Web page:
You can do the same thing with traditionally gendered terms. Rather than waste your energy on trying to emphasize the evolution of language to explain why it is now gender neutral, simply correct yourself with a different phrase and move on. “You guys want to play a game? …I mean ya’ll?” Same thing with pronouns. Don’t launch into a huge apology, just correct mid-sentence if possible and keep talking.

Hopefully this PSA has been helpful.

Overwhelmed by generosity

For the past few months my extremely hairy legs and chest have been causing increasing dysphoria. Often times it is bad enough that I have to change clothes after trying on what I was planning on wearing or do an emergency shaving session. Usually I end up regretting when I shave though because my dense curly hair tends to get ingrown very easily and right now my chest is covered in red bumps from the last time I tried. Sugaring works slightly better but the monthly cost is very expensive over time.

Dysphoria is a weird experience that doesn’t really make sense on a logical level. I have no problem with my beard or even my arm hair. But my face underneath the beard, particularly my chin, does cause me distress. It is very disorienting to have such a strong reaction to your own body and it can throw off your whole day if you have a triggering moment. It also makes it really hard to try on clothes because some things can unpredictably feel so incredibly wrong (or rather highlight how wrong your body feels) that you have to tear them off instantly and rush out of the store.

I’ve been wresting with what to do about it for awhile now. I have a lot of big life expenses right now and I’m supposed to be saving for a baby and for my own jaw surgery. Things like hormones I can probably get covered under insurance but almost no insurance covers hair removal except on genitals as part of surgery. As with most things, I have a hard time prioritizing my own health needs and justifying spending money on myself in that way.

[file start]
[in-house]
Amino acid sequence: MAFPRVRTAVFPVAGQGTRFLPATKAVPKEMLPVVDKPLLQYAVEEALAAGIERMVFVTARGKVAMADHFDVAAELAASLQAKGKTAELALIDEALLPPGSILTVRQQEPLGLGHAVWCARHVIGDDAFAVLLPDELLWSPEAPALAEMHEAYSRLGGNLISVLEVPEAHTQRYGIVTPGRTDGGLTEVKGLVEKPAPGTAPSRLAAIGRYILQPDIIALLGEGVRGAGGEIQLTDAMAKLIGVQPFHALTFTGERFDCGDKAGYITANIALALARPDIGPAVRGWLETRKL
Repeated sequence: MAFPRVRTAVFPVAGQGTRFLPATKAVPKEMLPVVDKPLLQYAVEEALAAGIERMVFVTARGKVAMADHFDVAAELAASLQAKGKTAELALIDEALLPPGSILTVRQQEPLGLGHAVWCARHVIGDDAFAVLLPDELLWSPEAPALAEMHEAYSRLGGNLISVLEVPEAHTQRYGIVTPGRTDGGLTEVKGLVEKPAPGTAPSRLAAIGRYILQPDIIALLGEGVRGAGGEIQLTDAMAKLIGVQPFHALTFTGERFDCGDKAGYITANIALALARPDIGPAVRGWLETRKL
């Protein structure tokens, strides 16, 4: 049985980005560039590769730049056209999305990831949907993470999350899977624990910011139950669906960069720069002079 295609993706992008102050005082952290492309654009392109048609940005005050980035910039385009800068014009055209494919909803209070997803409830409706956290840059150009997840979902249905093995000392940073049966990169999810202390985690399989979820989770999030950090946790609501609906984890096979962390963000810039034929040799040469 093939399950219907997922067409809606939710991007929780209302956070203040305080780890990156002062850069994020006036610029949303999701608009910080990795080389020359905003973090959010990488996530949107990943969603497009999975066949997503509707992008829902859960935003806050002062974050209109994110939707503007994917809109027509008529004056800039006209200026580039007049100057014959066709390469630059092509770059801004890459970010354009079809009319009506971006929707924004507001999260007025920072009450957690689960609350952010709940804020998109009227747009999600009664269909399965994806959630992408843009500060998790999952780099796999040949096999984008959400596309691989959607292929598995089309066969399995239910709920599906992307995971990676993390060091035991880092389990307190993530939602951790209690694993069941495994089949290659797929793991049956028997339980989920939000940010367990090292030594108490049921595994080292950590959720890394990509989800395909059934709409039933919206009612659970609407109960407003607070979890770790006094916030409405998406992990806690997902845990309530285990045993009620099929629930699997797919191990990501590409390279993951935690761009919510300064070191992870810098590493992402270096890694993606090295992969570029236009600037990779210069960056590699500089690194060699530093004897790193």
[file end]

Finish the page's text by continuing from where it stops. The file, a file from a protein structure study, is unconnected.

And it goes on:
But yesterday I finally got up the courage to do something I never thought I could – ask for money for my health. I did some research on the costs and the best places to go and then I put together a crowdfunding campaign asking for $1,200 for laser therapy and/or electrolysis. I shared it to my Facebook wall but didn’t post it widely. I really didn’t think much would come of it though; maybe a few hundred bucks for the first treatment.

What happened truly blew my mind. Within 6 hours, my campaign was fully funded and now, less than 24 hours later, I have $1,465 from 12 donors! My partners shared it and one my fiance’s friends who I have only met once, stepped up and gave $1,000! His comment on her post said “I don’t understand, but understanding is not required” which to me is the epitome of allyship. I know gender dysphoria doesn’t make sense to most people who have never questioned their gender. But he did what we all hope the people in our lives will do – listened, believed, and stepped up to help in the ways that he could.


Even writing this now I am close to tears of joy. I struggle so much with unworthiness and this makes me feel so loved. Today I called and made my first appointment. I still can’t believe that it is actually happening though and isn’t just some far off dream!

To all of you who read this and believe my experience, even if you don’t understand it. Thank you from the bottom of my heart. I truly appreciate you all!

A transgender brain?

When I think back on my childhood now, I can see signs that I was trans starting from a very young age. A lot of my early pretend-play with my sister revolved around us both being runaway princesses or fairies or mermaids (my personal favorite). I didn’t really think that was odd when I was young enough to not have the full weight of masculinity weighing on me. And I had somewhat of an advantage in being outside of the typical school environment where a lot of gender is enforced. I was homeschooled and most of that play happened when my mom was distracted with my younger brother’s birth and early years.

All my life, my closest friends have been girls (or at least we all thought they were at the time but it turns out at least one was also nonbinary). And as I got older I started to realize the reason I sought out those relationships was because it was so much easier for me to communicate and relate to them. Around puberty I began internally bemoaning my “weird brain,” even then I knew there was more to it than me just being an odd kid. I remember feeling distinctly like my brain worked more like a girl’s than the stereotypes I heard about male brains or the ways I heard boys in my life talk about them.

Puberty was a very angsty time for me, as is often true of a trans narrative. But it revolved less around my anatomy and more around my brain and way of relating to people. It didn’t help that my parents started worrying about how much time I was spending alone with girls and trying to restrict our activity. They gently pushed me towards making more male friends and doing more typical boy activities. I was extremely emotional but as I became more steeped in masculinity that became less and less acceptable. So instead my emotions were pushed down and funneled into anger. I was a pretty unpleasant teen at times because of it.